In the Scriptures, the Church is often referred to as the body of Christ (I Corinthians 12:27) This comes from our understanding of the sacrifice of Jesus’ body, who paid the price for our sins and restored our relationship with God. Once we accept this sacrifice we are ushered into “His body.” We are made heirs and co-heirs of God’s kingdom, a royal-priesthood of believers. The body of Christ, therefore, refers to the universal group of people who have accepted this sacrifice and who follow Him – “You are the body of Christ.” Everyone who follows Jesus forms a community that is called the church. (Titus 3:7; Romans 8:17; 1 Peter 2:9)
Baptism is the Christian act of immersing a believer in water and then bringing him/her forth out of the water. It is a symbolic, practical representation of the Gospel of Jesus Christ, as the person being baptized is immersed beneath the waters and brought forth, symbolic of Jesus' death, burial and resurrection on their behalf for the forgiveness of their sins (Romans 6:1-10; Colossians 2:12). Baptism identifies a Christian with Jesus (Acts 10:48; Romans 6:3; Galatians 3:27), the universal church (1 Corinthians 12:13), and the local church (Matthew 28:19; Acts 2:41).
In ancient times, baptism was a purification ritual. To be submerged in water and then brought back up was a sign that you were washed clean. It was an act of repentance. When we are baptized today, it is also symbolic of repentance. We are saying that the work of Jesus to free humanity from sin has freed us as well. In actuality, we are being submerged with Jesus in His death and raised with Him in His life. Baptism is a symbolic act of the repentance that unites us with the death and resurrection of Christ. It is important to note that one's baptism does not "save" an individual nor secure eternal life. Baptism is an outward confession of our inward beliefs. It is a way to announce to the world that we are dedicated to God's will and to His ministry. Jesus commanded that disciples should be baptized (Matthew 28:19). His apostles also commanded that that all Christians be baptized (Acts 2:38). Therefore, Christians should be baptized because their God and His servants command it. (Matthew 3:13-17; Acts 8:12-13, 35-39).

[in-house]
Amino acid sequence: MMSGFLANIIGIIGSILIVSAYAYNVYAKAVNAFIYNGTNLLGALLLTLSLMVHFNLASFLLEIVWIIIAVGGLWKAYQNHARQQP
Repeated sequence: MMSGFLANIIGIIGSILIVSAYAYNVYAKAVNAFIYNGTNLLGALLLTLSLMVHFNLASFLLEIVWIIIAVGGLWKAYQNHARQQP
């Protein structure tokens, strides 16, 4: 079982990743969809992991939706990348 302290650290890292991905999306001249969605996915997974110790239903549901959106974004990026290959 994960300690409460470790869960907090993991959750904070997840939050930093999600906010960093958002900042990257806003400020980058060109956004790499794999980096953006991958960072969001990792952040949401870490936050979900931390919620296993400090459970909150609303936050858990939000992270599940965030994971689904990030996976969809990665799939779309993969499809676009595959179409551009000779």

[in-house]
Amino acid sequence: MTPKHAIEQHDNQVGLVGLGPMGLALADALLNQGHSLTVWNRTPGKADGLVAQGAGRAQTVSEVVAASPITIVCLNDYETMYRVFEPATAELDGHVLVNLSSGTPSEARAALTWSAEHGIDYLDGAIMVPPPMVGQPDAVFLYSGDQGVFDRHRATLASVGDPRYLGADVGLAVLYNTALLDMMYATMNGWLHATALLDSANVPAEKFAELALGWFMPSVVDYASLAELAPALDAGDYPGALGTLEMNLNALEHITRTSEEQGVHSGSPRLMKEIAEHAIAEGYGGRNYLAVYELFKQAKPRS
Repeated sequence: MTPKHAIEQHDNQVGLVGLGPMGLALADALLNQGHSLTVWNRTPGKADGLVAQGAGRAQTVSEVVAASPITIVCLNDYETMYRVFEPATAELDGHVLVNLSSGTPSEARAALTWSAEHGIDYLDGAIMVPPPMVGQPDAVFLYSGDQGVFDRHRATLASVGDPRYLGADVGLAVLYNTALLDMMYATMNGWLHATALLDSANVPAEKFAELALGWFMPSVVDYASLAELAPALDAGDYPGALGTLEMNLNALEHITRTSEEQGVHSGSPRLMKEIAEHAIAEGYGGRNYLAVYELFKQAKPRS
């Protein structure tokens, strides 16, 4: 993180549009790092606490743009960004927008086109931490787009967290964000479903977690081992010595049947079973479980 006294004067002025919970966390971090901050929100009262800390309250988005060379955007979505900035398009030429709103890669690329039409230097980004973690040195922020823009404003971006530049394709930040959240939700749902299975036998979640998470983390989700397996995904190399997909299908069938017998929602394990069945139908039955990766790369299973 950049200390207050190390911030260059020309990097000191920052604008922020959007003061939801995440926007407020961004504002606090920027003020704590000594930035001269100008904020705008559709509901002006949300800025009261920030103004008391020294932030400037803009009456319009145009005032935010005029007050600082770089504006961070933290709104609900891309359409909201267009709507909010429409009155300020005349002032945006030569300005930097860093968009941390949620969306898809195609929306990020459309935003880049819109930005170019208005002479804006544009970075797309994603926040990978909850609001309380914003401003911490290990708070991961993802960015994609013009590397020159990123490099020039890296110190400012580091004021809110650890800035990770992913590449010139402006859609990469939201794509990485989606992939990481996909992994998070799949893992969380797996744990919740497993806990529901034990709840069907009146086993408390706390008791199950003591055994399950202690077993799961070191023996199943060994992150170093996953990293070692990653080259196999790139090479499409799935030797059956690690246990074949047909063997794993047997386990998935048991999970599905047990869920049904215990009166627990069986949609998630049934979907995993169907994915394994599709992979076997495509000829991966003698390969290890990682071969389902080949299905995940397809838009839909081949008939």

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Communion is an act of remembrance. We pause in the midst of our busy lives to reflect on the sacrifice of Jesus Christ. It reminds us of His death because of our sin. But it does not leave us there; it is also an act of celebration because Jesus was raised from the dead. We take communion on a regular basis to thank Jesus for His actions and remember the saving effect this sacrifice has on our lives. We remember that just as Jesus’ body was broken and poured out so that we might have life, we too as His followers and His Body (the Church) are called to be broken and poured out so that the world around us might know Jesus and claim life through Him. (Matthew 26:26-28; John 6:22-59; 1 Corinthians 11:23-29)
The early church gathered daily for prayer, worship, teaching, and communion. The Apostle Paul warned the future church not to forsake meeting together. Our times together are meant to lead followers of Christ into deeper walks with Christ and to lovingly draw people outside our community to Him. We live this out primarily through our home gatherings and our weekend worship celebrations, as well as other gatherings, whereby we recognize that meeting together is an essential practice of the church. (Acts 2:42-47; Hebrews 10:23-25)